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July 27, 2015

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Premature birth could lead to problems in adulthood

July 27, 2015
Courtesy of the British Medical Journal
and World Science staff

Ba­bies born very prem­a­turely or se­verely un­der­weight are at height­ened risk of be­com­ing so­cially with­drawn, neu­rot­ic and risk-averse adults, ac­cord­ing to new re­search.

This per­son­al­ity pro­file might help ex­plain the more fre­quent ca­reer and rela­t­ion­ship dif­fi­cul­ties this group suf­fers, the re­search­ers sug­gest.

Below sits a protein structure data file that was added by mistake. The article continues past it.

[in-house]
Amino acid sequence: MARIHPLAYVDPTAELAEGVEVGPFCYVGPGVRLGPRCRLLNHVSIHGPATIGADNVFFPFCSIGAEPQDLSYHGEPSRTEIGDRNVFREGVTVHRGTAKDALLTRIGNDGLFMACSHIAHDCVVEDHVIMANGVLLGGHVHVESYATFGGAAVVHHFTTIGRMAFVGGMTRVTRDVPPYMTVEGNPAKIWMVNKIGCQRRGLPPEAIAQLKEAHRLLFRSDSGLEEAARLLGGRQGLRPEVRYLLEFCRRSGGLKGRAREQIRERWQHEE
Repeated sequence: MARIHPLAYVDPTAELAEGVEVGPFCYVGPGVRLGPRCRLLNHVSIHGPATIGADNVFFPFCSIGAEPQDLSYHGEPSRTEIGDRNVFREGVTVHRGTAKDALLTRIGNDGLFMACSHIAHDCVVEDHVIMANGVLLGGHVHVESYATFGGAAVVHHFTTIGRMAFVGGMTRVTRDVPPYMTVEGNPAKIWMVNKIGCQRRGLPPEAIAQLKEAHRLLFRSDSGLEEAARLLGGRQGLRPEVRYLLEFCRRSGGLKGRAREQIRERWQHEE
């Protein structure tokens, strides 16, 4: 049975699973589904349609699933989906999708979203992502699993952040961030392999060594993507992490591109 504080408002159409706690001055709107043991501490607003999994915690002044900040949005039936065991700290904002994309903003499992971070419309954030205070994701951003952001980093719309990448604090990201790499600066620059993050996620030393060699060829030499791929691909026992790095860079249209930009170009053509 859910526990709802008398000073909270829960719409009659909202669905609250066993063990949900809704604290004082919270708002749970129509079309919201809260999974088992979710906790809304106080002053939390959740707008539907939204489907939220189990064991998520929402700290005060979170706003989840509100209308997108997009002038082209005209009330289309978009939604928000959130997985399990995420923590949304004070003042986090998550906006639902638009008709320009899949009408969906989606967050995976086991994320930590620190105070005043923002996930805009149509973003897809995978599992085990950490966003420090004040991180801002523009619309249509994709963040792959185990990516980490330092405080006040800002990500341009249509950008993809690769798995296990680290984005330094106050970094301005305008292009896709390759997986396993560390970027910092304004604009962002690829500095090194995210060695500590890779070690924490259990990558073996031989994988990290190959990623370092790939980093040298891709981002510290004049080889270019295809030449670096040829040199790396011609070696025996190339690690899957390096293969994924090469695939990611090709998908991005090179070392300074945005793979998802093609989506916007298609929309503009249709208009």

Ev­i­dence shows that many adults born very prem­a­ture/low birth weight are less likely to go on to high­er educa­t­ion or get well paid jobs; they also find it harder to make friends, find long-term part­ners, and be­come a par­ent, the re­search­ers note.

Very prem­a­ture birth at less than 32 weeks and/or birth­weight of less than 1,500 grams (53 ounces) are known to be linked to a height­ened risk of au­tis­tic-spec­trum be­hav­iors, they added. But it has­n’t been clear if these con­di­tions might af­fect oth­er adult per­son­al­ity traits.

The re­search, whose work is pub­lished on­line in the jour­nal Ar­chives of Dis­ease in Child­hood (Fe­tal & Ne­o­na­tal Edi­tion), com­pared the per­son­al­ity traits of 200 twenty-six-year olds who had been born very prem­a­turely and/or se­verely un­der­weight with those of 197 young peo­ple with­out these dif­fi­cul­ties at birth.